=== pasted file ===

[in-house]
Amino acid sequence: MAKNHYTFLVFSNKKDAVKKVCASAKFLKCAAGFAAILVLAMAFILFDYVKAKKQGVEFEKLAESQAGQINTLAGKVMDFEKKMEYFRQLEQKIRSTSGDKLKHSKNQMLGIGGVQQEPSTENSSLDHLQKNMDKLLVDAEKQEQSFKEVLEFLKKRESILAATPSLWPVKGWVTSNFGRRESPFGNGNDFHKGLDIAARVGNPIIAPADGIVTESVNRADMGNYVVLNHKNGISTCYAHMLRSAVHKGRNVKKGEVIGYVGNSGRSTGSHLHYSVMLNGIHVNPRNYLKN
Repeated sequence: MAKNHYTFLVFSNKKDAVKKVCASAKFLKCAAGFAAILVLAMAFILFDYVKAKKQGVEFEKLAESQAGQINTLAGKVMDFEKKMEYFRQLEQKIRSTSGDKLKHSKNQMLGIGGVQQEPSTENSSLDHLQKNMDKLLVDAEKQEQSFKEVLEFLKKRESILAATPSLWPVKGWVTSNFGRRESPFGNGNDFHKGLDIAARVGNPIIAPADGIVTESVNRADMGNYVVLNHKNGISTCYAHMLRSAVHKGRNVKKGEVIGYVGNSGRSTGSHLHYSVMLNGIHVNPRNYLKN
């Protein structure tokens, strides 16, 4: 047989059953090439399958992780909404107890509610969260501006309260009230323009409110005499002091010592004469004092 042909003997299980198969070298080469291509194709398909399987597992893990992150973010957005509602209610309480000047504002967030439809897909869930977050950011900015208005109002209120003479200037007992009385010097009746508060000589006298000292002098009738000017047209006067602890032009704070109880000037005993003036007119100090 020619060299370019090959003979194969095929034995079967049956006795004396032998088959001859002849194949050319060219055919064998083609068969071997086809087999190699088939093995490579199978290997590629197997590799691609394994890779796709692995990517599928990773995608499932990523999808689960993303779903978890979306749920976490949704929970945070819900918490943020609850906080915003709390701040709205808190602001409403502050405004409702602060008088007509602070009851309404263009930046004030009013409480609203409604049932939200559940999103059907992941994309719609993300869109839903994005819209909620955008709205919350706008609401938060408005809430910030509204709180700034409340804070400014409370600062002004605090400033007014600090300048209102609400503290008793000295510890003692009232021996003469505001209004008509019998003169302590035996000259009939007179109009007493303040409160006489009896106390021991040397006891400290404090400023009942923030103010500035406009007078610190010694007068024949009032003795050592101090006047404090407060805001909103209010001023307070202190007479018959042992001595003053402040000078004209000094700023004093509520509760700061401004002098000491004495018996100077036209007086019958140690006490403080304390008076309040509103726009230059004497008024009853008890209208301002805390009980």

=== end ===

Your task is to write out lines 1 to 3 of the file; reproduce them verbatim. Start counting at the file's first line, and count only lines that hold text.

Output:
[in-house]
Amino acid sequence: MAKNHYTFLVFSNKKDAVKKVCASAKFLKCAAGFAAILVLAMAFILFDYVKAKKQGVEFEKLAESQAGQINTLAGKVMDFEKKMEYFRQLEQKIRSTSGDKLKHSKNQMLGIGGVQQEPSTENSSLDHLQKNMDKLLVDAEKQEQSFKEVLEFLKKRESILAATPSLWPVKGWVTSNFGRRESPFGNGNDFHKGLDIAARVGNPIIAPADGIVTESVNRADMGNYVVLNHKNGISTCYAHMLRSAVHKGRNVKKGEVIGYVGNSGRSTGSHLHYSVMLNGIHVNPRNYLKN
Repeated sequence: MAKNHYTFLVFSNKKDAVKKVCASAKFLKCAAGFAAILVLAMAFILFDYVKAKKQGVEFEKLAESQAGQINTLAGKVMDFEKKMEYFRQLEQKIRSTSGDKLKHSKNQMLGIGGVQQEPSTENSSLDHLQKNMDKLLVDAEKQEQSFKEVLEFLKKRESILAATPSLWPVKGWVTSNFGRRESPFGNGNDFHKGLDIAARVGNPIIAPADGIVTESVNRADMGNYVVLNHKNGISTCYAHMLRSAVHKGRNVKKGEVIGYVGNSGRSTGSHLHYSVMLNGIHVNPRNYLKN